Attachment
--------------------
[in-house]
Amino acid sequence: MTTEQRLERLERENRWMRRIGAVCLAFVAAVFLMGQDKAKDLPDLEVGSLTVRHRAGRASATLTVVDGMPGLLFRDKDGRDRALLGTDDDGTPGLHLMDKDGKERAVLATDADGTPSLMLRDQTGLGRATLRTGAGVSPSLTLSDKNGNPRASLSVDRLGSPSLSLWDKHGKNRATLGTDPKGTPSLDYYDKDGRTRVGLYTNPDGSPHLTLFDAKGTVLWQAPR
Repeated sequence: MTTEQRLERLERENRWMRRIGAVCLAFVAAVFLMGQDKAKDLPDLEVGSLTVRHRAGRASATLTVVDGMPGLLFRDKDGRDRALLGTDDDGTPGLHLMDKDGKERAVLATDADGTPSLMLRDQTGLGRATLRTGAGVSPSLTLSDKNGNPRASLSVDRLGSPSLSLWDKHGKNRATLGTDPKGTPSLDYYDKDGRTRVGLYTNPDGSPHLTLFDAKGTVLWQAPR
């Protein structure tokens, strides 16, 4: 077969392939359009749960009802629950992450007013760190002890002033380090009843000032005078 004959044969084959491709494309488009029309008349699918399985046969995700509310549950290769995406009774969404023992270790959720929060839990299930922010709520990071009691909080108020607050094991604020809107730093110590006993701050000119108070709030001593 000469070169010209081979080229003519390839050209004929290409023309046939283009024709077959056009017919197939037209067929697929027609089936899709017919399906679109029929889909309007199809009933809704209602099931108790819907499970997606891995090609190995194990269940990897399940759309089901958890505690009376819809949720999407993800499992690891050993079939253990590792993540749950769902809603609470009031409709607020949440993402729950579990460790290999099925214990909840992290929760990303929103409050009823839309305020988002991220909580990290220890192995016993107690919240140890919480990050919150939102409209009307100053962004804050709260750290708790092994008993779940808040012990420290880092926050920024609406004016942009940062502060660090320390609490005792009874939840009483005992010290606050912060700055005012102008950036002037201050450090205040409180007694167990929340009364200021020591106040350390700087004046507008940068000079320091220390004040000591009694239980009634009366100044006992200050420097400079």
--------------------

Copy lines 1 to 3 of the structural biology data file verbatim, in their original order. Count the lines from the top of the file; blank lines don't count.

[in-house]
Amino acid sequence: MTTEQRLERLERENRWMRRIGAVCLAFVAAVFLMGQDKAKDLPDLEVGSLTVRHRAGRASATLTVVDGMPGLLFRDKDGRDRALLGTDDDGTPGLHLMDKDGKERAVLATDADGTPSLMLRDQTGLGRATLRTGAGVSPSLTLSDKNGNPRASLSVDRLGSPSLSLWDKHGKNRATLGTDPKGTPSLDYYDKDGRTRVGLYTNPDGSPHLTLFDAKGTVLWQAPR
Repeated sequence: MTTEQRLERLERENRWMRRIGAVCLAFVAAVFLMGQDKAKDLPDLEVGSLTVRHRAGRASATLTVVDGMPGLLFRDKDGRDRALLGTDDDGTPGLHLMDKDGKERAVLATDADGTPSLMLRDQTGLGRATLRTGAGVSPSLTLSDKNGNPRASLSVDRLGSPSLSLWDKHGKNRATLGTDPKGTPSLDYYDKDGRTRVGLYTNPDGSPHLTLFDAKGTVLWQAPR